Logistics And Frieght Forwarding

Scania puts Aussie drivers to the test

ON A coolish Thursday 11 brave but nervous men and one brave and possibly even more nervous woman gathered at Sandown Raceway, having been chosen as finalists for the 2016 Scania Truck Driver Competition. A biannual event, this was the fifth outing for the Australian version of Scania’s long-running global challenge to find the country’s best truck driver. “Scania puts 12 talented finalists through a tough series of tests on the road and behind a desk in order to determine who will win the coveted champion status,” Scania Australia brand and communication manager Ron Szulc said.

“This unique competition puts a spotlight on safe, skilful and efficient driving, underscoring the high levels of professionalism among today’s drivers. “Day-to-day, Australia’s truck drivers are largely unappreciated for the hard work they do against tough deadlines and often in uncomfortable conditions. “By putting these finalists to the test we expose their high levels of ability, but also importantly give them a chance to meet with other like-minded, passionate and committed drivers who can impact the industry with their professionalism, courtesy and leadership.

“As a company we put a lot of effort into supporting drivers and enhancing their standing within their communities locally and globally via the Scania driver competitions.” Using Scania G480 prime movers hooked up to a Freighter Curtainsider, the finalists were challenged to undertake 10 manoeuvring activities which included dogleg backing, running prime mover and trailer wheels over a raised 8 inch plank – both forwards and in reverse and many other obstacles in a space that the average car driver would have trouble fitting into. As well, there was dogleg reversing with a B double and a drive of Melbourne’s traffic infested roads pulling a Schmitz Cargobull Pantech.

In addition to the on the road skills the finalists had to answer 30 road raw questions as well as undertake a simulated media interview to gauge your views on the transport industry and how to improve the lot of transport drivers. First ‘cab off the rank’ was a character known to many of us in the form of Glenn Yogi Kendall. Speaking to Yogi following his manoeuvring exercises he had two main concerns.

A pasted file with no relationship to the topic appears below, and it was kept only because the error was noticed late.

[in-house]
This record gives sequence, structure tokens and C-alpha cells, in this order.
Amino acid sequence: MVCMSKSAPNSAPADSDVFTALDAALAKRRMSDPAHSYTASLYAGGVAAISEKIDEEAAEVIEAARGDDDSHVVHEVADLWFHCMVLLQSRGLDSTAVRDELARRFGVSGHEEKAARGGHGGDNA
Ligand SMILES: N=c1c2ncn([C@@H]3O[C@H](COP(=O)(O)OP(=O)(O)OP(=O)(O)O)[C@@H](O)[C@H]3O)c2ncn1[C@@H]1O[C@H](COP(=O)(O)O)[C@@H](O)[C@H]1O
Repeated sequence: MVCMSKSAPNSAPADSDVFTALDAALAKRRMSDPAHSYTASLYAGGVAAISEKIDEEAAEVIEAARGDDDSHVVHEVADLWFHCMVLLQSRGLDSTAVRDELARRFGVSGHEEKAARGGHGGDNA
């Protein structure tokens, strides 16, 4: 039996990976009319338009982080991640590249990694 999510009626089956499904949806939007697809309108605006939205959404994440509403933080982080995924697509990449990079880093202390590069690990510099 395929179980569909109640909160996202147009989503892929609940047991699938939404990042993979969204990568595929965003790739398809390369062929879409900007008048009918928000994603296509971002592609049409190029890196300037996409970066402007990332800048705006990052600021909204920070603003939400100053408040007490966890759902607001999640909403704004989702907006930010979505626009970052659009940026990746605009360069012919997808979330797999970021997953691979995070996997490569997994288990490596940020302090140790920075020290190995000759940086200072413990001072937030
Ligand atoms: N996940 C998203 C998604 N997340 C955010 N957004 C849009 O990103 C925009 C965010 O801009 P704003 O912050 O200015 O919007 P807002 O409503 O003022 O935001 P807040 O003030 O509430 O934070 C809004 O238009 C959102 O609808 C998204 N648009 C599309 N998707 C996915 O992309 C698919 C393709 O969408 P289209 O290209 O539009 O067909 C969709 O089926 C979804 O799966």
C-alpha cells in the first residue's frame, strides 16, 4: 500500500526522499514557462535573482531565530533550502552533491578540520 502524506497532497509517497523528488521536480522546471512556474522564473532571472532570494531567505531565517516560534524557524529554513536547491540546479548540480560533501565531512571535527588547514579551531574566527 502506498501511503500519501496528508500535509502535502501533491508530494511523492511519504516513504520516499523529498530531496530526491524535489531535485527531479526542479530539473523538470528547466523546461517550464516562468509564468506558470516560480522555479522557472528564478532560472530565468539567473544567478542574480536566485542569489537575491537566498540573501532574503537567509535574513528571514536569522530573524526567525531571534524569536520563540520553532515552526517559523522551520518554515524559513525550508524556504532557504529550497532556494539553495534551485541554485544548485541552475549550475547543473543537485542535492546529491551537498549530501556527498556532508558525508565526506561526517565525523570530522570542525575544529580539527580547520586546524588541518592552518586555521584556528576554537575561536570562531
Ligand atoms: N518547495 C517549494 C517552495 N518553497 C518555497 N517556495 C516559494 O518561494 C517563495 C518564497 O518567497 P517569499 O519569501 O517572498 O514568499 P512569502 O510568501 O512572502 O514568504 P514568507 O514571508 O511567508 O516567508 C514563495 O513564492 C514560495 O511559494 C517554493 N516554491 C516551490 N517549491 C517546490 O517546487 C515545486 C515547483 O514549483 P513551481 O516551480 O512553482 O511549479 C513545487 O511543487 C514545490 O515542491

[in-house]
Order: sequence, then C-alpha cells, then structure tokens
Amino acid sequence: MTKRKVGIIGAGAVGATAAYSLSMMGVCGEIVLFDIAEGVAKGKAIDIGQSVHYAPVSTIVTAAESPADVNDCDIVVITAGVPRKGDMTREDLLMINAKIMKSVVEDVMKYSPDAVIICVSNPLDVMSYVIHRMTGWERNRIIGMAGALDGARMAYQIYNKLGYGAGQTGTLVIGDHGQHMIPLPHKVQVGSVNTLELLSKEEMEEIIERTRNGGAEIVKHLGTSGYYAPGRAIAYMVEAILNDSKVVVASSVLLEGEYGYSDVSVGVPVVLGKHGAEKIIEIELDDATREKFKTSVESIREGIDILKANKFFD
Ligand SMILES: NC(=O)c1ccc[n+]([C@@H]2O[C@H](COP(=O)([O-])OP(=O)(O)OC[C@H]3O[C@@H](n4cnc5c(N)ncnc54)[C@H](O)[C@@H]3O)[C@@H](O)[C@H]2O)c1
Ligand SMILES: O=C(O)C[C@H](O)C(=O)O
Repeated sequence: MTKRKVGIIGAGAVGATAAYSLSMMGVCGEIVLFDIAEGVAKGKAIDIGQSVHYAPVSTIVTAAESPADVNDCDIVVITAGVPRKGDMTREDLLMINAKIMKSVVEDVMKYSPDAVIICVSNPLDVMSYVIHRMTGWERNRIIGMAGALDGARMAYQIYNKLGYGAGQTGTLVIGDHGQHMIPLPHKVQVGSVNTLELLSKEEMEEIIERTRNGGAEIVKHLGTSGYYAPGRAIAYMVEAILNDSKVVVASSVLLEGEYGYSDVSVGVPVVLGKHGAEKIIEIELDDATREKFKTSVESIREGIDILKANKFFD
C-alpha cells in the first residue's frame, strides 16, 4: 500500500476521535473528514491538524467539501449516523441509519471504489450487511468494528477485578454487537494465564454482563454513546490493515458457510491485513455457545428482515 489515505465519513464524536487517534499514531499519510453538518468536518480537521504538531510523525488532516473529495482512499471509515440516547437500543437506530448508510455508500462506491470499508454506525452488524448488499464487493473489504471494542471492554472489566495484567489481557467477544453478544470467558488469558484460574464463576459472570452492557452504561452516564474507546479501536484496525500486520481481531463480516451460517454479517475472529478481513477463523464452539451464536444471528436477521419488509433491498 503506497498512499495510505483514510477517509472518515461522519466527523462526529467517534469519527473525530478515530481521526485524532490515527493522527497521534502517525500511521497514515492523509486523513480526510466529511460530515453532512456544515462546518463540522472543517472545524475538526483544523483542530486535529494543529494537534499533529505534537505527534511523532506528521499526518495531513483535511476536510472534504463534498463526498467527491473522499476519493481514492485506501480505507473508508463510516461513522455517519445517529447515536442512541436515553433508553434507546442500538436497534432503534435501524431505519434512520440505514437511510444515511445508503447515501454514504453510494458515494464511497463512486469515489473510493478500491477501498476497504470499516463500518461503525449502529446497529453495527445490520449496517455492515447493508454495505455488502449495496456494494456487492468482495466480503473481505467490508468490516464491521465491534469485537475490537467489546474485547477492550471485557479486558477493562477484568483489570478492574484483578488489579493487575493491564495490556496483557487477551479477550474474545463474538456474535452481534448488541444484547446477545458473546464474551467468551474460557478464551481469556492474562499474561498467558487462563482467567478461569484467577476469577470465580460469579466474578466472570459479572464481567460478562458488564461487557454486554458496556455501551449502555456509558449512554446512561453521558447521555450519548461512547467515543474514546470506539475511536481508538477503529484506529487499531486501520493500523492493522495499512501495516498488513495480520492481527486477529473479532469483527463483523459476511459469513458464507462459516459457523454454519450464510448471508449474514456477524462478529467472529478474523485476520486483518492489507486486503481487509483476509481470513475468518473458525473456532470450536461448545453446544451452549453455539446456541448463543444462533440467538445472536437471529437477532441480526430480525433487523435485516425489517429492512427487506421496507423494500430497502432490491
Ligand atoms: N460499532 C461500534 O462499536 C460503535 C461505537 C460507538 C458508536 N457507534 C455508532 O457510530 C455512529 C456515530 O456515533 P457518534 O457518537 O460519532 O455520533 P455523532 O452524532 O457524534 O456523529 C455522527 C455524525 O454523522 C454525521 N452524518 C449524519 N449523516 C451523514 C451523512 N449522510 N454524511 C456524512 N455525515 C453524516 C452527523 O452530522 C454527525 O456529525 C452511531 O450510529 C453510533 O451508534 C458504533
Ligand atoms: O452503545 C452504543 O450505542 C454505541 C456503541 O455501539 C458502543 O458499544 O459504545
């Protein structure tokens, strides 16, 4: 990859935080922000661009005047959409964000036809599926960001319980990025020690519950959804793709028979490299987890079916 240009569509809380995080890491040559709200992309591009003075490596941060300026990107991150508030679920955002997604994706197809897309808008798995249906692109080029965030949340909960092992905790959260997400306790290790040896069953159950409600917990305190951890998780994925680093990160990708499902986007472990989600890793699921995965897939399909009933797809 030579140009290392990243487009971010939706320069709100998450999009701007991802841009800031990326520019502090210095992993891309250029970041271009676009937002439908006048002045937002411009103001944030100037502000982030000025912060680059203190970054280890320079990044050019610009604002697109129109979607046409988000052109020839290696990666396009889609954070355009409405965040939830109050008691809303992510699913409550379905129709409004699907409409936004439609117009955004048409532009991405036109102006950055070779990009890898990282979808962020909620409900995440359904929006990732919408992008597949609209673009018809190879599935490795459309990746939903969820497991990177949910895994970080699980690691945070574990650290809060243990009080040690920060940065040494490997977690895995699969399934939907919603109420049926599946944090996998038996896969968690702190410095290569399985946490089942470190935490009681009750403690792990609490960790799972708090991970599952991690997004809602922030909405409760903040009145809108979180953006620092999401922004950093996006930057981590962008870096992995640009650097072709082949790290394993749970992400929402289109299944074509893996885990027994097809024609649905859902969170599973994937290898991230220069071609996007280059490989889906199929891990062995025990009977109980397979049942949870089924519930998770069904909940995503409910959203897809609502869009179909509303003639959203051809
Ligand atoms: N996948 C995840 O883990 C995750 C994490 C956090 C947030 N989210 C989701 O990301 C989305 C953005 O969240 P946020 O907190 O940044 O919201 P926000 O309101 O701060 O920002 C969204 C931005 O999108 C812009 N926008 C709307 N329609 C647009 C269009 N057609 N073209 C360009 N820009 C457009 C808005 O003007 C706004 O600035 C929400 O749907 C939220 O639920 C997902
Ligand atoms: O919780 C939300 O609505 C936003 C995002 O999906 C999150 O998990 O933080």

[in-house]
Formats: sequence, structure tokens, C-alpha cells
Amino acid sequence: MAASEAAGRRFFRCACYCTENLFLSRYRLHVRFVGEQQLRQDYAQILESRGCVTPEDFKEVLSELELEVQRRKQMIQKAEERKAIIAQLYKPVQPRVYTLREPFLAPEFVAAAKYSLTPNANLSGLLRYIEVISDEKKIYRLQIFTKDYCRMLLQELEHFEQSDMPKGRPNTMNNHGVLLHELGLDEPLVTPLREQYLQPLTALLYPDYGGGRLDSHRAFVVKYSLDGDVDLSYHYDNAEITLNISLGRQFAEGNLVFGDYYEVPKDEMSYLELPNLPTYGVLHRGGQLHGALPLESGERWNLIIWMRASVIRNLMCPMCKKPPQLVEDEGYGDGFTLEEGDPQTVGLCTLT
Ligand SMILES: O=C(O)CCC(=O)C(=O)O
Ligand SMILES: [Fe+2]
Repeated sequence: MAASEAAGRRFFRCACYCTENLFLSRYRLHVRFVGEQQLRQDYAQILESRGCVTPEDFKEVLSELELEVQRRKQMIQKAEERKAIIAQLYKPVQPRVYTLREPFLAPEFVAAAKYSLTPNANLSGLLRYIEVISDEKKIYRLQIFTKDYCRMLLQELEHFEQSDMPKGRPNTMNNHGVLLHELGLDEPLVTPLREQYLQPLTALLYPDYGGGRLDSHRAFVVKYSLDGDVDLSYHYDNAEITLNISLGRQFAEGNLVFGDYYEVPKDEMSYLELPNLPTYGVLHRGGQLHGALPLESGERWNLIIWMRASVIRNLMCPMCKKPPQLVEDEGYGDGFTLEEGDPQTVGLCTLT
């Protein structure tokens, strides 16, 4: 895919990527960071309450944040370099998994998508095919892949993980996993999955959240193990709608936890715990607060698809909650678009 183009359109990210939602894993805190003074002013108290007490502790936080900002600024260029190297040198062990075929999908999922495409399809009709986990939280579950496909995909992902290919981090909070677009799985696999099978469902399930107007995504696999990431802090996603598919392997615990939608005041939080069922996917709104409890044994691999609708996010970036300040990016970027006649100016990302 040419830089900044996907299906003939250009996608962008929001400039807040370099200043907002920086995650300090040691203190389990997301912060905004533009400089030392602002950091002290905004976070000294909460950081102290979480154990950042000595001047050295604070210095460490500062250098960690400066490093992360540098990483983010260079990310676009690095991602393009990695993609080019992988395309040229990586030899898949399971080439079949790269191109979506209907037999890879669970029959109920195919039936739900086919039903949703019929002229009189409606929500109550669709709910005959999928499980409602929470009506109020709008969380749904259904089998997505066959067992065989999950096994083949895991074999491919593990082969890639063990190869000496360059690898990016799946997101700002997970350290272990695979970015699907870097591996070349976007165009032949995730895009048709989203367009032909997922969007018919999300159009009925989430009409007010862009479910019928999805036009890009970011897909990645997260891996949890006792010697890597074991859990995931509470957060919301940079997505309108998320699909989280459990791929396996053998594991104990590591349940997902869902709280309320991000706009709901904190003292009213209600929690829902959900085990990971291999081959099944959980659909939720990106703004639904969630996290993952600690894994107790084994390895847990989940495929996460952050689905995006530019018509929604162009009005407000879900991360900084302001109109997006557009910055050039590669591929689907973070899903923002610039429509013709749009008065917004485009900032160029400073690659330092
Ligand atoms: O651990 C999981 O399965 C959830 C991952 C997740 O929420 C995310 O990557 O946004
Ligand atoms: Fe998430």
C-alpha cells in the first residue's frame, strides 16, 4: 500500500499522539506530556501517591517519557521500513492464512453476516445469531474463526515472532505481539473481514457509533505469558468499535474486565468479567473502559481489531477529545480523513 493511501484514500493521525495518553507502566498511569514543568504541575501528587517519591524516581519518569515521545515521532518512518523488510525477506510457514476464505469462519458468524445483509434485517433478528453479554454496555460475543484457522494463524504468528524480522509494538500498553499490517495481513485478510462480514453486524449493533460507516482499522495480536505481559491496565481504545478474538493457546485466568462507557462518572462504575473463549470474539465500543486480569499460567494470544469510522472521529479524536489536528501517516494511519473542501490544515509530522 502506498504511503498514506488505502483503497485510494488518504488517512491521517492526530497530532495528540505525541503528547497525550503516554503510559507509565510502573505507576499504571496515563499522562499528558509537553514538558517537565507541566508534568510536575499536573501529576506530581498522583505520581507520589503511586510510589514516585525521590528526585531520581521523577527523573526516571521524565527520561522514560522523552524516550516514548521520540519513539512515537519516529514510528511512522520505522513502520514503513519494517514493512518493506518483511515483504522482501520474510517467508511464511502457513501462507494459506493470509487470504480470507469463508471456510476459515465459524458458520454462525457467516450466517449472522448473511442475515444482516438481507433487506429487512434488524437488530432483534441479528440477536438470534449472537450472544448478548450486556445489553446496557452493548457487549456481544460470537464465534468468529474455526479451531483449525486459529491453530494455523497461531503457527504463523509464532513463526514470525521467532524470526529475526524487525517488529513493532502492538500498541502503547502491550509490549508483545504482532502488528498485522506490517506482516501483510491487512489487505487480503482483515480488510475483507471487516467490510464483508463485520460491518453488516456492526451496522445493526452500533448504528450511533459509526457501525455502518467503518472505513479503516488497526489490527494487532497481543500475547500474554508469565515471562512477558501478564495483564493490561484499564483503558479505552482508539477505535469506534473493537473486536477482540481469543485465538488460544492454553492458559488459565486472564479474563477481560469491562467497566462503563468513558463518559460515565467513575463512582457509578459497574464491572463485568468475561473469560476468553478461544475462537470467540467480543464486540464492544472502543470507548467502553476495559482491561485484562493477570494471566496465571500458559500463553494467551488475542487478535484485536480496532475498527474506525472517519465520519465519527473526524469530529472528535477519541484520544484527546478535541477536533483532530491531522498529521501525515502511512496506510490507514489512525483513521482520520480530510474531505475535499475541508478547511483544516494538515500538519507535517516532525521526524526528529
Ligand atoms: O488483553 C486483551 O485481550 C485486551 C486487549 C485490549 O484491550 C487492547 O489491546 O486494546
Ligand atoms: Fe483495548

The first was that he wasn’t happy with one of his manoeuvres. The second was that he felt a bit like he was in X Factor. “There is only one chair available for the winner and me being first I’m in it at the moment, but there are 11 others who want to kick me right out of it,” he said.

As the day progressed, the contestants returned from their driving challenges with varying degrees of confidence. No one was 100% happy with their performance. In the final analysis they all scored relatively closely.

As it turned out that single chair available only to the winner, went to the first person who tried it on for size, one Glenn Yogi Kendall. He was closely followed by Cameron Henry from Bordertown Haulage in Victoria, whilst one of Glenn’s close friends, Scott Savory from SavTrans in Western Australia filled out the top three. Glenn was chuffed to take out top spot. “It’s amazing, unbelievable,” he said. “I felt I got one of the first tests wrong, so had to stop and take stock and then focus on every element of the manoeuvring.

“I had to give everything 110%. This event is good to meet other like-minded passionate people want to push themselves forward in this industry.” Driving a bonneted American truck on a daily basis, Glenn had to come to grips with the cab over.

“I wasn’t alone there. There were only a couple of us who were familiar with the Scanias. I was pretty impressed.

It’s a bloody good truck.” Glenn has a burning passion for setting to right some of the issues he has seen in 20 years driving and four years as the owner of his own business, Kendall Trucking based at Katanning in south west Western Australi. “The general public’s perception of trucking is they see lumps of metal going down the road.

They don’t see that the someone behind that lump of metal is a real-life person that deals with real-life situations and has a life outside of trucks. We need more education and a massive revamp in the transport industry to bring a better level of understanding of what we do. “Then we’ll be able to attract a better level of driver to the industry.”

Whilst there can only be one winner of an event such as this, there was certainly no losers.

These were 12 of the best drivers in the country and making it to the final was a huge achievement in itself.

Congratulations to all the contestants and to Scania for putting on the event and standing with all Australian truck drivers.



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